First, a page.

By: Helen Creighton
Innovation and technological advance offer enormous opportunities in an ageing society. It is crucial that we seize them – OBR forecasts show that without significant improvements to productivity growth healthcare spending as a percentage of GDP could more than double by 2064.
Last week the International Longevity Centre UK published Opportunity Knocks: Designing Solutions for an Ageing Society. As a collaboration between the ILC-UK, the Institution of Engineering and Technology and the University of Cambridge’s Engineering Design Centre, the report highlighted the vital role of good design and technology in tackling the issues of an ageing society.
The report investigated the ways in which innovative applications of new technologies could improve the lives older people. We explored the benefits of good design across a range of spheres, from transport and leisure to money management and independent living. However, arguably the most important aspect of the report was its focus on healthcare technologies.
In its latest fiscal sustainability report the Office for Budget Responsibility (OBR) projects that population ageing will result in health spending rising from 6.2% of GDP in 2018-19 to 8.0% of GDP by 2063-64. These forecasts are based on the assumption that productivity in the healthcare sector increases at a rate of 2.2% per annum. Yet such an increase in productivity is not guaranteed. Indeed productivity in the health sector only rose by around 1% per annum on average between 1979 and 2010.
If this slower rate of progress was maintained the OBR project that health spending in 2063-64 would need to be 5.0 % of GDP higher. These stark projections by the OBR highlight the need for urgent technological advances in healthcare technologies and new approaches to service delivery in this sector if we are to meet the additional costs generated by an older population.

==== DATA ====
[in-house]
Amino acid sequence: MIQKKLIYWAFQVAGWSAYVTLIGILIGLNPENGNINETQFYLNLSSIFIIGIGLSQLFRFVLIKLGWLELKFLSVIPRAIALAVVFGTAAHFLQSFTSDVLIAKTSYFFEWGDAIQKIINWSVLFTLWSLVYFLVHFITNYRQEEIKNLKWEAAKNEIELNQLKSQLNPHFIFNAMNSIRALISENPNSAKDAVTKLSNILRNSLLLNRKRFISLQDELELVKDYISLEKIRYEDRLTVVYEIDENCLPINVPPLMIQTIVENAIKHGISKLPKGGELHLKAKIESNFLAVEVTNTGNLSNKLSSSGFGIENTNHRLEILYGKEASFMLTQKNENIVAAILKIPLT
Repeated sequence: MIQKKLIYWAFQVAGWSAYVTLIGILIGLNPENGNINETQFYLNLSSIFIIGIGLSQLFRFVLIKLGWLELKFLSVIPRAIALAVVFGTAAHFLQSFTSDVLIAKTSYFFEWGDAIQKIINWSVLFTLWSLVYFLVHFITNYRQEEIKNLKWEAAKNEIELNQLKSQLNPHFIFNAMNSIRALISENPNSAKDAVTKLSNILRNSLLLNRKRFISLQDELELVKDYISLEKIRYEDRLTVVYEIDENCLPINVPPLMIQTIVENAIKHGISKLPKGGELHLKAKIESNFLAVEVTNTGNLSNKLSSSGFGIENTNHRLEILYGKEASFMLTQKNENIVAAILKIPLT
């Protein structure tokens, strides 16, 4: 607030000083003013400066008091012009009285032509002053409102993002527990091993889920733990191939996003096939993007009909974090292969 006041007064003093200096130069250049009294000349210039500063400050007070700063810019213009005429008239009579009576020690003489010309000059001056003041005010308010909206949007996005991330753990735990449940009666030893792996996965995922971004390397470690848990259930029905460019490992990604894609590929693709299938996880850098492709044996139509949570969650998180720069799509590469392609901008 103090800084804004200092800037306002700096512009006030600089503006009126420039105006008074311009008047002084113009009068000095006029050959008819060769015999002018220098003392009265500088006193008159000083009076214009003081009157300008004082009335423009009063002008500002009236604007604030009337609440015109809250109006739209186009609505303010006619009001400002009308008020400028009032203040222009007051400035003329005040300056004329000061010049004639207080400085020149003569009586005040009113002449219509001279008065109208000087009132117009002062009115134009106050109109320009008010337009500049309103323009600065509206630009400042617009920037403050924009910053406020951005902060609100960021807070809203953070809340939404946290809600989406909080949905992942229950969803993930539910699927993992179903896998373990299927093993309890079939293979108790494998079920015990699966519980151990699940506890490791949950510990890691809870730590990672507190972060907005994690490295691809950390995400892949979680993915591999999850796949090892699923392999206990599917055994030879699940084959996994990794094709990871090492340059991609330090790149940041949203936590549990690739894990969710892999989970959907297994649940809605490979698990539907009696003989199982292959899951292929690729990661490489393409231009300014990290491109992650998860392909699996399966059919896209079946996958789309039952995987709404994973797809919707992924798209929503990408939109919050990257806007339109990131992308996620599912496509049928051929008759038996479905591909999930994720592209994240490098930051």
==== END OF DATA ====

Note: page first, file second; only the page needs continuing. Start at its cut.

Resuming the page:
Indeed as this graph from the OBR shows, low productivity growth in the healthcare sector has staggering implications for net debt levels. They predict that net debt could be over 100% higher if healthcare productivity growth remains at 1.1% per annum. The tech sector is going to have to pull its finger out.
In fact the problem is not always the technical side of innovation, it is ensuring that new technologies are applied in easily accessible, useful ways. In August 2011, the then Health Minister, Andrew Lansley called on health professionals, patients and app designers to suggest ideas for health-related smartphone apps and information maps. Given that in 2010 there were already 250,000 health related apps available on online marketplaces, perhaps the Minister was coming at the problem from the wrong angle.
Opportunity Knocks argued for a number of key changes in the way we approach technology.
- We need more evidence on what works and whether it really will save money. The new Centre for Ageing Better should invest research in understanding effectiveness and cost effectiveness of technological intervention. This must incorporate proper independent evaluation. We need more Randomised Control Trials and other evaluation methods to evaluate the impact of a technological intervention.
- We must engage industry to better respond to the opportunity of the older consumers. Designers, marketers and retailers must get to grips with the potential economic return of targeting this consumer.
- We need to better engage older people to ensure they maximise the benefits of new technology. We should use design to open up older people’s lives and to give them a wider range of experiences – tackling digital exclusion will be a crucial part of this.
Policy and Research Officer, ILC
Helen Creighton worked as a policy and research officer at the ILC from September 2014 to August 2015. She is currently a senior policy adviser at the Cabinet Office.